Apart from that, Vogt and Au (1995) also stress that guided reflection leads to the evolution of educators. The researchers argue that continuous reflection helps teachers evaluate their experiences and acquire new skills and knowledge. More importantly, teachers become more open-minded and ready for change, and they often become those who create the need for change (Nolan, 2008). Notably, teachers learn how to react to numerous administrative pressures, which also leads to improvement of their performance.
At the same time, it is important to remember certain limitations and pitfalls of the practice. Nolan and Sim (2011) emphasize the need for the creation of certain conditions to make guided reflection effective. For instance, the researchers claim that questioning tends to put novice educators in a vulnerable position. It can also lead to such negative emotions as frustration or fear. The practice may often be associated with issues at the workplace (awkward situations or even conflicts). Therefore, it is essential to make sure that a favorable atmosphere is set. It is also essential to ensure authenticity and meaningfulness of reflective activates to make students active and involved. Clearly, sometimes time is disproportionately invested, and students may feel a lack of time when contemplating. Finally, reflective activities should be diverse to ensure the engagement of students.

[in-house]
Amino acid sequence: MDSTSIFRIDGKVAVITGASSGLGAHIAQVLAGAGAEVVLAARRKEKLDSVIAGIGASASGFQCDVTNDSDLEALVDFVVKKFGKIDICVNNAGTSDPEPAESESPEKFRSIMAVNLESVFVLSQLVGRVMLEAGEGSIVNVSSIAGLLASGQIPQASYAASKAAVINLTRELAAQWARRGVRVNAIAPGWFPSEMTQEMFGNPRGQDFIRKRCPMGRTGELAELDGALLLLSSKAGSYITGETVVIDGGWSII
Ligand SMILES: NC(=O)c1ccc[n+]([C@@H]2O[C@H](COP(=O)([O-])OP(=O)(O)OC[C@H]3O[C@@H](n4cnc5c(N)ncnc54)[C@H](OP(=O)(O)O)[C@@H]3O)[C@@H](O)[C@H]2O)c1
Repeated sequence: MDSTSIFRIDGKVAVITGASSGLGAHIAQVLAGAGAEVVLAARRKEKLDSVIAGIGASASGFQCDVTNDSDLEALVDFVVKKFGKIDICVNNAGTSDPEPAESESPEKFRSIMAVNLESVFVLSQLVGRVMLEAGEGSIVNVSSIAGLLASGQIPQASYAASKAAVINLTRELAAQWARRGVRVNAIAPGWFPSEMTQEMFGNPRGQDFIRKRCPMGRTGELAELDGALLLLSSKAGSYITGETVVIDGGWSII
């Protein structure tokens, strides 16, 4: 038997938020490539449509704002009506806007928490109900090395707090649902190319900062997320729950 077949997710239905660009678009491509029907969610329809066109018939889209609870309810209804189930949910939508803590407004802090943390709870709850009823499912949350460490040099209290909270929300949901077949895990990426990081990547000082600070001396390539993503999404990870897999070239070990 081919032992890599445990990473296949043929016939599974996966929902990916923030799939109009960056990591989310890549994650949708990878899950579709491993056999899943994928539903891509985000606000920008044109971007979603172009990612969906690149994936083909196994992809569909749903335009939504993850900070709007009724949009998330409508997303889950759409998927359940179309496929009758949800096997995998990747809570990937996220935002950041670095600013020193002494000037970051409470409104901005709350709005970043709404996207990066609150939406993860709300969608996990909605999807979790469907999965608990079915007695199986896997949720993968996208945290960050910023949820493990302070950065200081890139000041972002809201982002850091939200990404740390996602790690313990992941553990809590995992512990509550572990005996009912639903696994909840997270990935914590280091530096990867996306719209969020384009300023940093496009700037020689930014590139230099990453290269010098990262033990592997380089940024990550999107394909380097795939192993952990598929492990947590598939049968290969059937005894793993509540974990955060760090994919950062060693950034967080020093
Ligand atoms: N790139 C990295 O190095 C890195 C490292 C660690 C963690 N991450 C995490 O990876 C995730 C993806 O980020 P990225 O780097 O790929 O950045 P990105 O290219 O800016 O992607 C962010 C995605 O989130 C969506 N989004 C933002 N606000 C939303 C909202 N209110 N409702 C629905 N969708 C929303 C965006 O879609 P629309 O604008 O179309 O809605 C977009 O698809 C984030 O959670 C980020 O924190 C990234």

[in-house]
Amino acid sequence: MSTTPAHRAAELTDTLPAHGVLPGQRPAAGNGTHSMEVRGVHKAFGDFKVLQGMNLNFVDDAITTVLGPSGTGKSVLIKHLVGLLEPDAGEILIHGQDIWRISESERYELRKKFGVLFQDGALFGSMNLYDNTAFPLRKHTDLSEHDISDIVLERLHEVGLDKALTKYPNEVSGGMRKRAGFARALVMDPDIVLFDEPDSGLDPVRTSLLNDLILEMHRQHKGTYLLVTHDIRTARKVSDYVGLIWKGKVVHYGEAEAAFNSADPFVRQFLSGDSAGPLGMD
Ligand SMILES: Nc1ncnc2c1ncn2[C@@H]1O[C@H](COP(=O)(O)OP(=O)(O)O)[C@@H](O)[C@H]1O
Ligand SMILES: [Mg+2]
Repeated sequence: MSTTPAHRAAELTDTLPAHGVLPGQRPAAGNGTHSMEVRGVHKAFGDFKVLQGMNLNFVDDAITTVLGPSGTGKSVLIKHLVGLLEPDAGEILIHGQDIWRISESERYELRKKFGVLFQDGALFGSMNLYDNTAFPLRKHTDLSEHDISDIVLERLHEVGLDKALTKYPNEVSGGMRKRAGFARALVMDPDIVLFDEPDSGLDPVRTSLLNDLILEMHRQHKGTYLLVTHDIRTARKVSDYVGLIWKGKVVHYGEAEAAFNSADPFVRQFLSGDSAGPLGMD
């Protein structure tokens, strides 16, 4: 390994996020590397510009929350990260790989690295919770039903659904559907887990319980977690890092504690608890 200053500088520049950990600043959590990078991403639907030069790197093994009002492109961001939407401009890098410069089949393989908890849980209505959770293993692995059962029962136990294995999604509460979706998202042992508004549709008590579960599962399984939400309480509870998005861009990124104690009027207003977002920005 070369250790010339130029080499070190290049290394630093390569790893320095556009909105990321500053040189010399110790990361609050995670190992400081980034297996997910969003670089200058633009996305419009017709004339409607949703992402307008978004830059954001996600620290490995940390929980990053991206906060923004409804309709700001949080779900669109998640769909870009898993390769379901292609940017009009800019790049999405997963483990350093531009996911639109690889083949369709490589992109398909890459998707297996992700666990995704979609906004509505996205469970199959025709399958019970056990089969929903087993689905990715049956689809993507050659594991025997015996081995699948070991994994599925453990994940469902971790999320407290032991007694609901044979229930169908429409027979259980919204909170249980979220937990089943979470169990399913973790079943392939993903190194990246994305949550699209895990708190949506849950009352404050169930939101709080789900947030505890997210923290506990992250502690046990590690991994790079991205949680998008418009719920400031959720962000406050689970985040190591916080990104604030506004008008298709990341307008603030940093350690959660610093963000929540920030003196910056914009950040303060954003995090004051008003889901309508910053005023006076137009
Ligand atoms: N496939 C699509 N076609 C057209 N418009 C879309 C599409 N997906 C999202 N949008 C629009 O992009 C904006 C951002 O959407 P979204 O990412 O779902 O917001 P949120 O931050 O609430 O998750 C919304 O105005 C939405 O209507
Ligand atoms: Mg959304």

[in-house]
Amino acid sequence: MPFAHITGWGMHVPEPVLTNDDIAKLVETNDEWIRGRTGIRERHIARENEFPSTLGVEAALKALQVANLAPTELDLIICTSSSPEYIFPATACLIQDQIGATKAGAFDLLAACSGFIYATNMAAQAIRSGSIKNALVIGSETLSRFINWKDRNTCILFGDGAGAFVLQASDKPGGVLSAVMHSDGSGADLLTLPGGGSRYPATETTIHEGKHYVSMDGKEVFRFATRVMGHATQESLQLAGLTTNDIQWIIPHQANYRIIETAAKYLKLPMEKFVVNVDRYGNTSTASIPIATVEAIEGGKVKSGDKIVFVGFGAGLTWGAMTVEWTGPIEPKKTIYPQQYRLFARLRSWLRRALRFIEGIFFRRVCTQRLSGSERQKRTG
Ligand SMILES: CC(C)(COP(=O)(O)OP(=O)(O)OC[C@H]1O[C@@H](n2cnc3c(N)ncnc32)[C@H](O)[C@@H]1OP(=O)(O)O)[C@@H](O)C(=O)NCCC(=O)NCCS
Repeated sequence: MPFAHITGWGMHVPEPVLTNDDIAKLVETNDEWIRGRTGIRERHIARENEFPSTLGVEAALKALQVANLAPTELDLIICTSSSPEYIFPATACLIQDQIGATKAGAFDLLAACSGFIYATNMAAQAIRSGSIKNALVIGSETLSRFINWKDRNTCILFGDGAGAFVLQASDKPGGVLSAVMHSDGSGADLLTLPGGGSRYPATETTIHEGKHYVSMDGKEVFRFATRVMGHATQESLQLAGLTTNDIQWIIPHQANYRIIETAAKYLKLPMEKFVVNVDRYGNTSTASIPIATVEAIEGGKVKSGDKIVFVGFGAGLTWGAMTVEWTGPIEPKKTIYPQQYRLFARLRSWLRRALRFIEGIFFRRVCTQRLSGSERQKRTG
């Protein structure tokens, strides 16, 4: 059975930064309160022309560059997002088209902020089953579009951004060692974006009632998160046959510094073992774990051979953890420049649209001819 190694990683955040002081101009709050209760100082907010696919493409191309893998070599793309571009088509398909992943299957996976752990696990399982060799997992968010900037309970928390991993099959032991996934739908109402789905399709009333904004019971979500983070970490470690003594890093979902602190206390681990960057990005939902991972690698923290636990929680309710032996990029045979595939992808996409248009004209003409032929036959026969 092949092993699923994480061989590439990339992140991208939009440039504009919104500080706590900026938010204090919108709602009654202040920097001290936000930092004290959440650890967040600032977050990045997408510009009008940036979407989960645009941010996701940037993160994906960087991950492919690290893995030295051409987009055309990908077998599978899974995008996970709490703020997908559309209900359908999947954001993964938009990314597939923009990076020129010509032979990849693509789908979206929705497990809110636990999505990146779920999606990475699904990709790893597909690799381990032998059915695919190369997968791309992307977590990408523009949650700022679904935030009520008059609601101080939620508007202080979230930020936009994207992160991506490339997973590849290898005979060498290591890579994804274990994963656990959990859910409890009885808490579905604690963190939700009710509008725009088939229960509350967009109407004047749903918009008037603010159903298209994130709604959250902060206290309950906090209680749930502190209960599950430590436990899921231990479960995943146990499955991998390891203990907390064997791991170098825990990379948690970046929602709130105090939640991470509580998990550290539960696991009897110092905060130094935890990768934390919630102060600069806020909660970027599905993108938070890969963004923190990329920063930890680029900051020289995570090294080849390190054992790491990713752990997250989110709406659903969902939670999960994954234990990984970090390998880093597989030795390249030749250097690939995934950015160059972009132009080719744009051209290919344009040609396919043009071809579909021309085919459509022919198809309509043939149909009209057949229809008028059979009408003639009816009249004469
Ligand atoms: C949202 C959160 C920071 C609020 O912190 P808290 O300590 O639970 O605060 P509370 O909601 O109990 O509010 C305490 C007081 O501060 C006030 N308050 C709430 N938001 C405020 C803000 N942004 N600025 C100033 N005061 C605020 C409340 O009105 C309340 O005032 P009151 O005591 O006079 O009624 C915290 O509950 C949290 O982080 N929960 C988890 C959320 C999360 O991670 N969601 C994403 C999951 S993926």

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Ash, S.L., & Clayton, P.H. (2004). The articulated learning: An approach to guided reflection and assessment. Innovative Higher Education, 29(2), 137-154.
Husu, J., Toom, A., & Patrikainen, S. (2008). Guided reflection as a means to demonstrate and develop student teachers’ reflective competencies. Reflective Practice: International and Multidisciplinary Perspectives, 9(1), 37-51.
Nolan, A. (2008). Encouraging the reflection process in undergraduate teachers using guided reflection. Australian Journal of Early Childhood, 33(1), 31-36.
Nolan, A., & Sim, J. (2011). Exploring and evaluating levels of reflection in pre-service early childhood teachers. Australian Journal of Early Childhood, 36(3), 122-130.
Orland-Barak, L., & Yinon, H. (2007). When theory meets practice: What student teachers learn from guided reflection on their own classroom discourse. Teaching and Teacher Education, 23(1), 957-969.
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Risko, V.J., Vukelich, C., & Roskos, C. (2009). Detailing reflection instruction: The efficacy of a guided instructional procedure on prospective teachers’ pedagogical reasoning. Action on Teacher Education Research, 31(2), 47-60.
Vogt, L.A., & Au, K.H.P. (1995). The role of teachers’ guided reflection in effecting positive program change. The Bilingual Research Journal, 19(1), 101-120.